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Glaxo Babies - Put Me on the Guest List (1980)

Glaxo Babies were a post-punk band based in Bristol, England. The foursome was initially vocalist Rob Chapman, guitarist/vocalist Dan Catsis (ex-Pop Group), drummer Geoff Alsopp, and bassist Tom Nichols. They released the This Is Your Life EP in 1979; by the time of the Christine Keeler single months later, a few changes to the lineup were made. Most significantly, Charles Llewelyn took over for Alsopp on drums and Tony Wrafter (another ex-Pop Group member) added saxophone. Chapman then left, and the remaining members recorded the entirety of 1980's Nine Months to the Disco, their debut LP for Heartbeat, within the span of a single day. For the following Limited Entertainment EP (also released in 1980), Glaxo Babies temporarily hooked up with the Y label. And finally, Put Me on the Guest List, yet another 1980 release, collected demos of the band's Chapman era. They apparently broke up at some point after its release; Catsis and Wrafter became part of Maximum Joy. In the mid-'80s, Chapman and Catsis re-formed Glaxo Babies with Llewelyn on drums. They were together for several years, the results eventually appearing on the compilation The Porlock Factor: Psych Drums and Other Schemes 1985-1990. (Andy Kellman)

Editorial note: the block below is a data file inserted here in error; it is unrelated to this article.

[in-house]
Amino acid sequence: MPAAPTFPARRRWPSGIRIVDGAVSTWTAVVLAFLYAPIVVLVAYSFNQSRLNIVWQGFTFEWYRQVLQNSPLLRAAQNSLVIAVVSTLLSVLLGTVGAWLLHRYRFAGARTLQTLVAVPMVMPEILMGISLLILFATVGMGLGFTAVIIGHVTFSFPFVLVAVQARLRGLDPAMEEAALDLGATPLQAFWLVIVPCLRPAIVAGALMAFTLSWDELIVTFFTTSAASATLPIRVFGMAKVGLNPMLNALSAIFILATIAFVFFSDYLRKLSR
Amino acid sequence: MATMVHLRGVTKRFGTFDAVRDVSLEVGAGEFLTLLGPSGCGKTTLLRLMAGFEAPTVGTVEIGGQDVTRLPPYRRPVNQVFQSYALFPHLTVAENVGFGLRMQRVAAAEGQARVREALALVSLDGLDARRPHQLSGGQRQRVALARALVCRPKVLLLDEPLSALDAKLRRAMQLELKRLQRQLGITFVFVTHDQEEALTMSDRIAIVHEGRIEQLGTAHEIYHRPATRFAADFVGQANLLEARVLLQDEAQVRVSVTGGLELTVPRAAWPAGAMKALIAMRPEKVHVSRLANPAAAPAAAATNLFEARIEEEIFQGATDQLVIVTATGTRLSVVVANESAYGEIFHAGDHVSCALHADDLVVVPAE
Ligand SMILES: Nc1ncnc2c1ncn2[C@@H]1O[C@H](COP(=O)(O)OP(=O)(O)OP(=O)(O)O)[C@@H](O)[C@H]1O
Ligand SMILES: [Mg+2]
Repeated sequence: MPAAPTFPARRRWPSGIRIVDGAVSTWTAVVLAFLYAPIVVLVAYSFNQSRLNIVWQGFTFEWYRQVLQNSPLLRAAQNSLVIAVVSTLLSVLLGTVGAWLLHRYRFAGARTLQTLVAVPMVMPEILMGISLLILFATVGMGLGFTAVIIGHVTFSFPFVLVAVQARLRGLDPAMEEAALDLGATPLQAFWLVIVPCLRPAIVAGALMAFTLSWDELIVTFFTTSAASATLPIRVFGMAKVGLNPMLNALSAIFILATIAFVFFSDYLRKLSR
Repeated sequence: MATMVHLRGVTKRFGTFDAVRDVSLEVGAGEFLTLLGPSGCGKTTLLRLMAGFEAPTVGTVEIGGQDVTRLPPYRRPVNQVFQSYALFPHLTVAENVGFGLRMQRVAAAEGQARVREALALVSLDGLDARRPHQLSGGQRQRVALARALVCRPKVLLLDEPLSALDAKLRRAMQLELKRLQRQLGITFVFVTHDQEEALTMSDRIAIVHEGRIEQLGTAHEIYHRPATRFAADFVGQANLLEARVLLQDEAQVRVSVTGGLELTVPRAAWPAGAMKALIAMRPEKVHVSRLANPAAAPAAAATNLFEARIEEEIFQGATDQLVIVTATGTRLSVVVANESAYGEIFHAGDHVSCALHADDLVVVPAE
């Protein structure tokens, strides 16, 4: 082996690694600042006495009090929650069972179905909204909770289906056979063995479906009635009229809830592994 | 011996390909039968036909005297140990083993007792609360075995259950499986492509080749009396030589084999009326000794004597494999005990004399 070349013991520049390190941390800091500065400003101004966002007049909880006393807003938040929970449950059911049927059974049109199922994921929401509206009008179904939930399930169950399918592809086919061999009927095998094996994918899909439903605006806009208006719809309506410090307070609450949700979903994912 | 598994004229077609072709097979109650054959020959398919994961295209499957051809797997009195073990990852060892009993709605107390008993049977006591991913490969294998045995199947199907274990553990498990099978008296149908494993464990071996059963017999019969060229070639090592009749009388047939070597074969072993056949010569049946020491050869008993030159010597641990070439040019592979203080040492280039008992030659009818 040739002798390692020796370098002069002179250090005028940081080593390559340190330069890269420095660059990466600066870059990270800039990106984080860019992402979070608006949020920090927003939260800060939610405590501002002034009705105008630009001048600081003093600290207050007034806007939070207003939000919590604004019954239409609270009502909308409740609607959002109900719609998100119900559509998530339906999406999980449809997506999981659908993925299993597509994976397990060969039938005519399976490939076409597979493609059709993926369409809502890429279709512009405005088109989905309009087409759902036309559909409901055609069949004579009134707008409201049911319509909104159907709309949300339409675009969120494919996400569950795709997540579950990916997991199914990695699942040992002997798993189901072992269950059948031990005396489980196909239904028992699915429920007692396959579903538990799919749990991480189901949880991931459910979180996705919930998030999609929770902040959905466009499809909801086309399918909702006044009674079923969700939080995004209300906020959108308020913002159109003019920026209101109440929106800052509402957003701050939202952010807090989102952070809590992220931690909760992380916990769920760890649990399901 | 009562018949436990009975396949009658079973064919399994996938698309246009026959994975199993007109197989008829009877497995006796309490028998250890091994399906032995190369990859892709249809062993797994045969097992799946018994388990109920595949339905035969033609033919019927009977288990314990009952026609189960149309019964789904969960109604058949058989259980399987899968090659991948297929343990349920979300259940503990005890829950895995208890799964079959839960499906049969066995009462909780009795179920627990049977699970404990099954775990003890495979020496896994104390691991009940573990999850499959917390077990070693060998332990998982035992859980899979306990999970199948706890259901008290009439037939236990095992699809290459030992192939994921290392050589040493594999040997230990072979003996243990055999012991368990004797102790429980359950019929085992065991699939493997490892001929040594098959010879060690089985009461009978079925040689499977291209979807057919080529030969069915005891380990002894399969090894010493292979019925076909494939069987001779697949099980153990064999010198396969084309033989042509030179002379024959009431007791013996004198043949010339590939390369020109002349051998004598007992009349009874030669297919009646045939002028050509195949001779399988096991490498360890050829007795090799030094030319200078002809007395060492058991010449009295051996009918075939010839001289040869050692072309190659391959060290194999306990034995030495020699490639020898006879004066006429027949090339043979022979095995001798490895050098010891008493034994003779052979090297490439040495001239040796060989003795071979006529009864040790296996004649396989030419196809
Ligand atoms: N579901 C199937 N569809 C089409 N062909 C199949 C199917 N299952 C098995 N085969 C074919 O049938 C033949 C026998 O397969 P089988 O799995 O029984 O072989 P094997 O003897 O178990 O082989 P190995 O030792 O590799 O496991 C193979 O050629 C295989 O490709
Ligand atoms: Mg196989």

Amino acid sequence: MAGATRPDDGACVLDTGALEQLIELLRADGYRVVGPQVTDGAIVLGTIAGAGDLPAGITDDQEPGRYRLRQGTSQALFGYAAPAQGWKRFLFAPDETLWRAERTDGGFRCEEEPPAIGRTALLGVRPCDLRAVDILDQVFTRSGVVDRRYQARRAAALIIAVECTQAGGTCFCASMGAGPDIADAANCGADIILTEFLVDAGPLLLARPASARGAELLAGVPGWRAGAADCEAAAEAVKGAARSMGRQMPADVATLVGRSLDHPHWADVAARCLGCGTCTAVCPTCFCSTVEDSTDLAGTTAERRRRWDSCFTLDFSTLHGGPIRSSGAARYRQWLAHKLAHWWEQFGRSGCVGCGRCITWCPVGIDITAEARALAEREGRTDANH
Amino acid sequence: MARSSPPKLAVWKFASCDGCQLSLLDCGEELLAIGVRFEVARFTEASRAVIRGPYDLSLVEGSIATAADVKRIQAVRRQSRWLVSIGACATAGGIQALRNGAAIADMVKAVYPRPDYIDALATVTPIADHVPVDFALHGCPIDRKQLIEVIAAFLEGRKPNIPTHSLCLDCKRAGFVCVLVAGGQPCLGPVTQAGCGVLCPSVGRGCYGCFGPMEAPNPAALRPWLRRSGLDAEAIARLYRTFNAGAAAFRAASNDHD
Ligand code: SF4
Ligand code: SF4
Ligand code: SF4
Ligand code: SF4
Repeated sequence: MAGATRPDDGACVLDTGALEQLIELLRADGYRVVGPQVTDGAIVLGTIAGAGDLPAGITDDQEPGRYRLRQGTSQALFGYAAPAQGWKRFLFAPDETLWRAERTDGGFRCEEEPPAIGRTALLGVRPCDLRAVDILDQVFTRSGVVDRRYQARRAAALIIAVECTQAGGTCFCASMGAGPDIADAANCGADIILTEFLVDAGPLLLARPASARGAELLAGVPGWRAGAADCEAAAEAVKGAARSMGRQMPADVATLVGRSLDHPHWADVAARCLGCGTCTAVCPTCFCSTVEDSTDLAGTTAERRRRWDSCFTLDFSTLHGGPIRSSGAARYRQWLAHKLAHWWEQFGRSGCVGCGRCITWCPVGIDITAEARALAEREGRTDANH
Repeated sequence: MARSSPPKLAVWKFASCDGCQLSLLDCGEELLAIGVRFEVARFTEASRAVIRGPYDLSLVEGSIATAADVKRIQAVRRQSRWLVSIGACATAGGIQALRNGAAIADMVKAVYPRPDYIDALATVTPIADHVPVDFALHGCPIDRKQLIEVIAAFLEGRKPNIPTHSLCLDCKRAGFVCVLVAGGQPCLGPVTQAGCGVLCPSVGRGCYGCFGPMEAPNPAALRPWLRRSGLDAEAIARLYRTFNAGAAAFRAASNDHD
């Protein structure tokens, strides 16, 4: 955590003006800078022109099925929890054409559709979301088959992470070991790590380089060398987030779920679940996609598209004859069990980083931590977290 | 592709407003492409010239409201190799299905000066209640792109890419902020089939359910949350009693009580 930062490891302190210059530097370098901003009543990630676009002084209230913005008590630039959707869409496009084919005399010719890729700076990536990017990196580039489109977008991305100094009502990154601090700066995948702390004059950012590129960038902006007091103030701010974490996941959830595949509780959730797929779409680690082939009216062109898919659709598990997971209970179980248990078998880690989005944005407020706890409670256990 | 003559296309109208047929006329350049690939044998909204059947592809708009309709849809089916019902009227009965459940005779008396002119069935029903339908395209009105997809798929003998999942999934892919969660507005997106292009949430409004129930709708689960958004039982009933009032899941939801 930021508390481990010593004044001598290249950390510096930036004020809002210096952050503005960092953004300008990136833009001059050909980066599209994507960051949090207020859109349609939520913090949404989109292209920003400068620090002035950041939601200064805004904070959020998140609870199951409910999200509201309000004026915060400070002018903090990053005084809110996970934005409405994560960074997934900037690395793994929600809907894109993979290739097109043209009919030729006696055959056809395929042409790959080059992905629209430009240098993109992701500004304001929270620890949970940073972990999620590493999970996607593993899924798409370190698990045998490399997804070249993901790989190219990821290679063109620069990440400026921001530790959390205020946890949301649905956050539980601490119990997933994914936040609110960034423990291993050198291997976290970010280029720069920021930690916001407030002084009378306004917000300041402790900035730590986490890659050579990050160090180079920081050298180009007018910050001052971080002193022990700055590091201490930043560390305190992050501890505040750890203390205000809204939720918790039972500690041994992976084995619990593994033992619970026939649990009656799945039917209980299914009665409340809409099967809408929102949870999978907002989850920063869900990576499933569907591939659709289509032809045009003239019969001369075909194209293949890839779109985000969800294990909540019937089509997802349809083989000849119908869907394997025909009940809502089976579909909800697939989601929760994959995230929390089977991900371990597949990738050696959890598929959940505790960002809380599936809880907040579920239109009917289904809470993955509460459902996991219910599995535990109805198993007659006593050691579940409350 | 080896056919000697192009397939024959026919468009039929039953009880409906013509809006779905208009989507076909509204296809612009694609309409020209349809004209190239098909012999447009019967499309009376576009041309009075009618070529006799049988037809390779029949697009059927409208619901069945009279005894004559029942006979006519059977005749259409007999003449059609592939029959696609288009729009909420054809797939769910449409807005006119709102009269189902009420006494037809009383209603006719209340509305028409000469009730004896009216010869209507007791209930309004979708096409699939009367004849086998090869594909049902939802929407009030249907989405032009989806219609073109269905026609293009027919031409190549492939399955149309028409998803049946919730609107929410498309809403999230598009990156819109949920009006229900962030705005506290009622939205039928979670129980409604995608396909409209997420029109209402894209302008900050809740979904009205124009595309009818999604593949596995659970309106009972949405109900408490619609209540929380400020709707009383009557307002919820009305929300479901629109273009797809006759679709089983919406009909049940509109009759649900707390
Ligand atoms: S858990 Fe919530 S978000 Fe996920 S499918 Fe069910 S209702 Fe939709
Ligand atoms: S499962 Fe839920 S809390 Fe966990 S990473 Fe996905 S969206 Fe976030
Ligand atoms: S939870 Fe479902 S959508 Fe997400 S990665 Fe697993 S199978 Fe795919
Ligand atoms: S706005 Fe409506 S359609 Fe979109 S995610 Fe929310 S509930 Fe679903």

A somewhat ramshackle collection of songs drawn from Glaxo Babies' original, and possibly superior incarnation -- ten songs drawn from the band's debut EP This Is Your Life, and the session for what would have been their debut album, had frontman Rob Chapman not been jettisoned midway through. And it has to be said that, when lined up alongside Nine Months to the Disco, Put Me on the Guest List is the stronger offering, song for song. The difference was, as Tony Wrafter pointed out, the band wasn't into songs any longer. Cast firmly in a mold that would now be compared to Gang of Four if they weren't so precious, the likes of "This Is Your Life," the frenetic "Police State," and "Who Killed Bruce Lee" are effortlessly danceable, twitchy, itching numbers that hang around for just the right amount of time, and then make way for the next convoluted stomp. The smoothly flowing "Avoiding the Issue," meanwhile, packs one of the most contagious choruses of the age -- "can I leave the table, mummy?," and really should have been out as a single. The absence of what was then the band's best-known number, "Christine Keeler," does somewhat defuse the album's attempts to turn the historical clock back. But still, anybody mourning the death of this most dramatic incarnation of the magical Glaxos wasn't going to allow that to stand in the way of what ranked among the most eagerly awaited albums of the year. (Dave Thompson)

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